Look what Brandon found in the creek tonight! A deer skull with attached antlers.
When he first emerged from the forest brandishing his new treasure, I pulled my phone from my pocket and snapped this picture. The eerie glow is from the sweat that was coating my camera lens. I couldn't even find a dry spot on my shirt to dry it off with. How gross is that? It rained several times throughout the day, but the temperature was hot, and I am sure you can imagine just how muggy Georgia is on a summer evening after a rain. It's like swimming through the air. Trying to do physical work in these conditions, like hammering stakes in the ground and carrying twenty foot long poles, is good for my pores, I guess. I don't know why we bother to wear our rubber hip waders when we are going to be soaked through with perspiration anyway. We might as well swim in the creek. But, the creek has dead deer in it, so maybe the rubber boots are a good idea!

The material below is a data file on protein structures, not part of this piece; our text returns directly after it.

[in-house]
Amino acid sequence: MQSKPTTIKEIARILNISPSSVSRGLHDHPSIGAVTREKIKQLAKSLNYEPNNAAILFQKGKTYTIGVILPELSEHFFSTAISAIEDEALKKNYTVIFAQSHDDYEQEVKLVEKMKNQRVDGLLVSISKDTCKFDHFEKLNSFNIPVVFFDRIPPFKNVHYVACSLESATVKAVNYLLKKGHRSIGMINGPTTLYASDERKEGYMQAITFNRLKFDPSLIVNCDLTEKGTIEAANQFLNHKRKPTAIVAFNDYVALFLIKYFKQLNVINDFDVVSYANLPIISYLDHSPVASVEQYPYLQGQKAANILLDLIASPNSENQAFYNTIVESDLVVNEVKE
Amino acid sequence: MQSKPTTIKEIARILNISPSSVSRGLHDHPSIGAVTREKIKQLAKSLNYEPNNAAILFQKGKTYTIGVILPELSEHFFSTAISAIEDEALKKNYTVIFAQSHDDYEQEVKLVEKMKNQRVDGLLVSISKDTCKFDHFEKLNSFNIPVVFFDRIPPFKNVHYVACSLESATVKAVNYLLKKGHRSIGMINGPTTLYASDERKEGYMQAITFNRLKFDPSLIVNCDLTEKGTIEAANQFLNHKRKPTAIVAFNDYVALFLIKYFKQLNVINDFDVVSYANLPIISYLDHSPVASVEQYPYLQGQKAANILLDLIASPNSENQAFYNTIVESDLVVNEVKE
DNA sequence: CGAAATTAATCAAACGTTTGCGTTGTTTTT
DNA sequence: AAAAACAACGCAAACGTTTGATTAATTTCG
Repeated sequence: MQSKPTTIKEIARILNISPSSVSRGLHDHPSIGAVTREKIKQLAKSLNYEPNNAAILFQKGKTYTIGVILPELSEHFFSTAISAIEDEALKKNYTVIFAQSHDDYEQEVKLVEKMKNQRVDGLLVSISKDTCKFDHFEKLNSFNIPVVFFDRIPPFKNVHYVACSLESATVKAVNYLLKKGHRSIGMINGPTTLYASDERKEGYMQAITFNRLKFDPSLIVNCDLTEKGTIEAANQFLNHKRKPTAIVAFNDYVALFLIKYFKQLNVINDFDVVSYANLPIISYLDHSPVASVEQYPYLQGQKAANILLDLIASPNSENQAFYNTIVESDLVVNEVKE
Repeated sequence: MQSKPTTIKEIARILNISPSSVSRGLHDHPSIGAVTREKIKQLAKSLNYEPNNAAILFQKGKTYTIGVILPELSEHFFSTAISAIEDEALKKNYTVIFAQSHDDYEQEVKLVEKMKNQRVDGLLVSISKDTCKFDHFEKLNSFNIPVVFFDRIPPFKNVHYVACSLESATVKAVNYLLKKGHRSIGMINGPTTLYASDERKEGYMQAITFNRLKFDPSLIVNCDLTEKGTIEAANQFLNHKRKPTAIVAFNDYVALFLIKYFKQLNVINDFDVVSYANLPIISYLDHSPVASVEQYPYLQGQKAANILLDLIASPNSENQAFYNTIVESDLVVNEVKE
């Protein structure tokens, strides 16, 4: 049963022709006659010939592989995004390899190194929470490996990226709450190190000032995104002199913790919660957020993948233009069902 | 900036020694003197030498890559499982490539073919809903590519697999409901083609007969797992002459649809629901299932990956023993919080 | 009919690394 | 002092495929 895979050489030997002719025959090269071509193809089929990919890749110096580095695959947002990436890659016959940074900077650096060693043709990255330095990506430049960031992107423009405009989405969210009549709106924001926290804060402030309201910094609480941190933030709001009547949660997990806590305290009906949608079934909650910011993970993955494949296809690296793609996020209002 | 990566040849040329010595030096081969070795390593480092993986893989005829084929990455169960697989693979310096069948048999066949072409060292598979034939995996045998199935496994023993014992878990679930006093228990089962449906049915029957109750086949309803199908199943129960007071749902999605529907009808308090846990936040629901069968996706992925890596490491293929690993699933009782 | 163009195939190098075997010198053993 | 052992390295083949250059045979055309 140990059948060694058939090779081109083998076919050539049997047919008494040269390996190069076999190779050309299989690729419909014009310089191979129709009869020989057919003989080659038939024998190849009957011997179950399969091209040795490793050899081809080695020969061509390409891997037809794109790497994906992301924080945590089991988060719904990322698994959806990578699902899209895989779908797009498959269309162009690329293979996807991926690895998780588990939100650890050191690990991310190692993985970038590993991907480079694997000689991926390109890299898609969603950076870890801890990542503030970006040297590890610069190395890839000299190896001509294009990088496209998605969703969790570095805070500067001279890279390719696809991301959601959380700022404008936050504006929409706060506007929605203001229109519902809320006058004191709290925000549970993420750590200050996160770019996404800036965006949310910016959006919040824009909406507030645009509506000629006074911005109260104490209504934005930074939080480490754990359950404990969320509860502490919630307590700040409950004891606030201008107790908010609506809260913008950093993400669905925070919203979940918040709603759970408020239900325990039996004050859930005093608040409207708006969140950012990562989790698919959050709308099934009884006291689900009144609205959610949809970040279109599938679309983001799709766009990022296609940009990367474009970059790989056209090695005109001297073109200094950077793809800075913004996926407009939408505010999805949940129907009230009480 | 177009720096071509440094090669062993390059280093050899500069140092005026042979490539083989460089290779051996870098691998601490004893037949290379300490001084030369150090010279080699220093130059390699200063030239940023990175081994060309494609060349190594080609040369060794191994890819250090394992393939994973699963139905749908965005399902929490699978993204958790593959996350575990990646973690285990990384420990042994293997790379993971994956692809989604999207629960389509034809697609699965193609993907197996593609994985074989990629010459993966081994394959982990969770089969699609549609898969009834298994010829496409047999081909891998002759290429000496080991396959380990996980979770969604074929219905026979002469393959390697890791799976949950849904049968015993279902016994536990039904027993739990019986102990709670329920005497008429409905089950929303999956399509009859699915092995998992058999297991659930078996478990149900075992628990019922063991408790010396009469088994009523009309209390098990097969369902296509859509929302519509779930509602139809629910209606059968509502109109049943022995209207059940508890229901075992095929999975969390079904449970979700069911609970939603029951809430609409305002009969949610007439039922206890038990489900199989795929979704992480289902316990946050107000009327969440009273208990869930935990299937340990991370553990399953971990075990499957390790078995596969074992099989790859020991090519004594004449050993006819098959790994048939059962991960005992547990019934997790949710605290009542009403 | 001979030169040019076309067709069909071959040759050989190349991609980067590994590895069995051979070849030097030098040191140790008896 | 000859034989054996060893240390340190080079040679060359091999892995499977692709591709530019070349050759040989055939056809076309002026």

While we were all out working, Jamie texted us this picture from his bat survey site, which was in a park- Caution Snakes, the worst kind! I have to say that I have talked to more people with intense fear of snakes in this state than any other I have worked in. Nearly every person who grants me permission to set up on their land warns me of snakes. One nice man insisted that Brandon and I stand on the back of his tractor while he drove us to the creek to keep us from actually putting our feet on the ground. Because, you know, snakes live on the ground. I hated to tell him that standing on the back of his rusted out antique tractor and dodging tree limbs was probably the most dangerous thing I have done in a long time, and that I would much prefer to take my chances with the snakes. In all the weeks I have been here I haven't seen a single venomous snake. I'm sure people are flocking to go to the park sprinkled with these signs, too. Nothing says family fun like signage with a striking serpent.